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Music makes you powerful!

And more surprising insights from the social sciences


How racism shapes prison policy

Why does America incarcerate so much of its population compared to other first-world countries? New research from psychologists at Stanford University suggests that some of our toughness on crime may be driven by racism. In one experiment, white voters in California were significantly less likely to sign a petition to weaken California’s three-strikes law after viewing a series of mug shots of which 45 percent were black men, compared to viewing a series of mug shots of which 25 percent were black men. In another experiment, white residents of New York City were significantly less willing to sign a petition against the police department’s stop-and-frisk policy after being told that the prison population was 60 percent black, compared to 40 percent black.

 Hetey, R. & Eberhardt, J., "Racial Disparities in Incarceration Increase Acceptance of Punitive Policies," Psychological Science (November 2014).

Why Hulk like music

If you’re feeling low, consider empowering yourself...with music. In several experiments, researchers found that the right music could make people think and act like they were more powerful. Listening to powerful music caused people to think of more power-related words, think more abstractly, want more control, and want more to be the one to go first. In another experiment, just turning up the bass on a given song made people feel more powerful and think of more power-related words.

 Hsu, D. et al., "The Music of Power: Perceptual and Behavioral Consequences of Powerful Music," Social Psychological and Personality Science (forthcoming).

Money makes you bury your feelings

Money, or the lack thereof, can lead to emotional highs and lows, but a new study finds that it also encourages us to sweep those feelings under the rug. In multiple experiments, people who were exposed to pictures or words related to money subsequently thought it was less desirable to express emotions, expressed less anger in a customer complaint, expressed less emotion after watching a comedy movie, judged emotional expressions in public (but not in private) to be more intense, and were less interested in interacting with someone who displayed an emotional expression.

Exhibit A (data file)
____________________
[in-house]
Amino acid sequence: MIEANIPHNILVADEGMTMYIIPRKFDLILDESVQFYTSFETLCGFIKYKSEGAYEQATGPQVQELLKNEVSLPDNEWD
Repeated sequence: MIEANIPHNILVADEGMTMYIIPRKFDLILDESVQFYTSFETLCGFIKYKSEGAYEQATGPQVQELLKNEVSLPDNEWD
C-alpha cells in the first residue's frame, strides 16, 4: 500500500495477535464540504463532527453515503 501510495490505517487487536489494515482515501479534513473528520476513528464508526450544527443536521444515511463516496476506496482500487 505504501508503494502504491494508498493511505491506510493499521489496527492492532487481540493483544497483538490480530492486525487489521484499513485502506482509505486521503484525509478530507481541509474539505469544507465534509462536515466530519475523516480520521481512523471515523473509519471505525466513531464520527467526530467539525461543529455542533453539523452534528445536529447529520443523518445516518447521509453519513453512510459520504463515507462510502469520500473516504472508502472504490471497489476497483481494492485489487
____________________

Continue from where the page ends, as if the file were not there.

Jiang, Y. et al., "Impact of Money on Emotional Expression," Journal of Experimental Social Psychology (forthcoming).

A trustworthy, subliminal face

How long does it take to decide whether to trust a new face? So little time that you may not even realize you’ve seen it. Psychologists scanned the brains of people as they viewed faces of varying trustworthiness (as rated by others) for only 33 milliseconds (i.e., subliminally). Even though their brains couldn’t consciously perceive the faces, the amygdala—a part of the brain involved in emotional response—did respond to differences in trustworthiness of the faces.

Freeman, J. et al., "Amygdala Responsivity to High-Level Social Information from Unseen Faces," Journal of Neuroscience (Aug. 6, 2014).

McCarthy’s surprising non-influence

Even in today’s data-obsessed, second-guessing political environment, politicians and the media can often be seen piling onto the latest narrative bandwagon, without waiting to see whether the facts bear out the story. So just imagine how bad it was during the McCarthy era. Back then, politicians and the media inferred that McCarthy had broad popular support, in part because he had campaigned against Democratic senators who subsequently lost. But it turns out that may have been a statistical illusion. Political scientists at MIT and the University of California Berkeley compared the outcomes of campaigns where McCarthy was involved to those where he wasn’t and “found little evidence that McCarthy reliably influenced the outcomes of the 1950 and 1952 Senate elections.”

 Berinsky, A. & Lenz, G., "Red Scare? Revisiting Joe McCarthy's Influence on 1950s Elections," Public Opinion Quarterly (Summer 2014).


Kevin Lewis is an Ideas columnist.
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